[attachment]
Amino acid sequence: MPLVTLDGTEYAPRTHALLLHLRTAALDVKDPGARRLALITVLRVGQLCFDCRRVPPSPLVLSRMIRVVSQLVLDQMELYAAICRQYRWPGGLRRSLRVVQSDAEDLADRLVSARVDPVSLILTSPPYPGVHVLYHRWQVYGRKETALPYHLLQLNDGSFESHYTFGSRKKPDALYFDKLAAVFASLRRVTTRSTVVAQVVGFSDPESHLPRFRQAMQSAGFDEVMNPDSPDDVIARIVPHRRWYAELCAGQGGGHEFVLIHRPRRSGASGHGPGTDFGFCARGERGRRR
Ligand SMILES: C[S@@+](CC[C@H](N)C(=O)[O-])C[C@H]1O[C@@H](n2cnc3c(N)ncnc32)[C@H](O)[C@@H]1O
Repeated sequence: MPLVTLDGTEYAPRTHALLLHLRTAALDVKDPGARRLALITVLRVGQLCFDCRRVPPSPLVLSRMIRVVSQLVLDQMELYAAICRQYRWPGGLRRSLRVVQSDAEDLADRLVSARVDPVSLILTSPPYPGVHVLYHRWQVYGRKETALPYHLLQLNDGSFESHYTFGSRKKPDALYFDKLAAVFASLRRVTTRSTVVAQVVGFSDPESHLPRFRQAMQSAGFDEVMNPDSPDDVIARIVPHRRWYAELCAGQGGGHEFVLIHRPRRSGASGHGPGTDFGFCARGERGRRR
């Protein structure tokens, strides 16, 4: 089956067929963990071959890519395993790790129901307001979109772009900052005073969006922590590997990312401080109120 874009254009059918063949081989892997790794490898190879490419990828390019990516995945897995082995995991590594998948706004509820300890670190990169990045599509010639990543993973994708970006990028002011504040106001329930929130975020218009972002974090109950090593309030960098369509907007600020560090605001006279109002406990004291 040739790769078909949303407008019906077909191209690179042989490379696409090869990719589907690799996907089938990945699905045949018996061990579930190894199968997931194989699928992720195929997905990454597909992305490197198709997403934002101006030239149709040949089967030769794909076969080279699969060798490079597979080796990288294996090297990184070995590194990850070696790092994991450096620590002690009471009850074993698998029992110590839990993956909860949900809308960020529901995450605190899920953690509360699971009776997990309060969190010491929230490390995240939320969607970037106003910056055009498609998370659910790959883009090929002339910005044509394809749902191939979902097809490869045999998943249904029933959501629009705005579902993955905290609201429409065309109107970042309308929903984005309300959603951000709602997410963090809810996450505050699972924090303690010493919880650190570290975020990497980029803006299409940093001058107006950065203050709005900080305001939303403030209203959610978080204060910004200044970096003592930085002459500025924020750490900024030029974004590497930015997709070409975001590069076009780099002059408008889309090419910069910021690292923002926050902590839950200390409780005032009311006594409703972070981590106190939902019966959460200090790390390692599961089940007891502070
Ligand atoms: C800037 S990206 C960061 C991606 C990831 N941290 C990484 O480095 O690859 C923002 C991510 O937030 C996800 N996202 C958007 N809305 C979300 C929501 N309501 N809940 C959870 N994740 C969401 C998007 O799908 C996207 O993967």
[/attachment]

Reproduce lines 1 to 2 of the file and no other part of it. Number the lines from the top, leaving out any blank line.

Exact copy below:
Amino acid sequence: MPLVTLDGTEYAPRTHALLLHLRTAALDVKDPGARRLALITVLRVGQLCFDCRRVPPSPLVLSRMIRVVSQLVLDQMELYAAICRQYRWPGGLRRSLRVVQSDAEDLADRLVSARVDPVSLILTSPPYPGVHVLYHRWQVYGRKETALPYHLLQLNDGSFESHYTFGSRKKPDALYFDKLAAVFASLRRVTTRSTVVAQVVGFSDPESHLPRFRQAMQSAGFDEVMNPDSPDDVIARIVPHRRWYAELCAGQGGGHEFVLIHRPRRSGASGHGPGTDFGFCARGERGRRR
Ligand SMILES: C[S@@+](CC[C@H](N)C(=O)[O-])C[C@H]1O[C@@H](n2cnc3c(N)ncnc32)[C@H](O)[C@@H]1O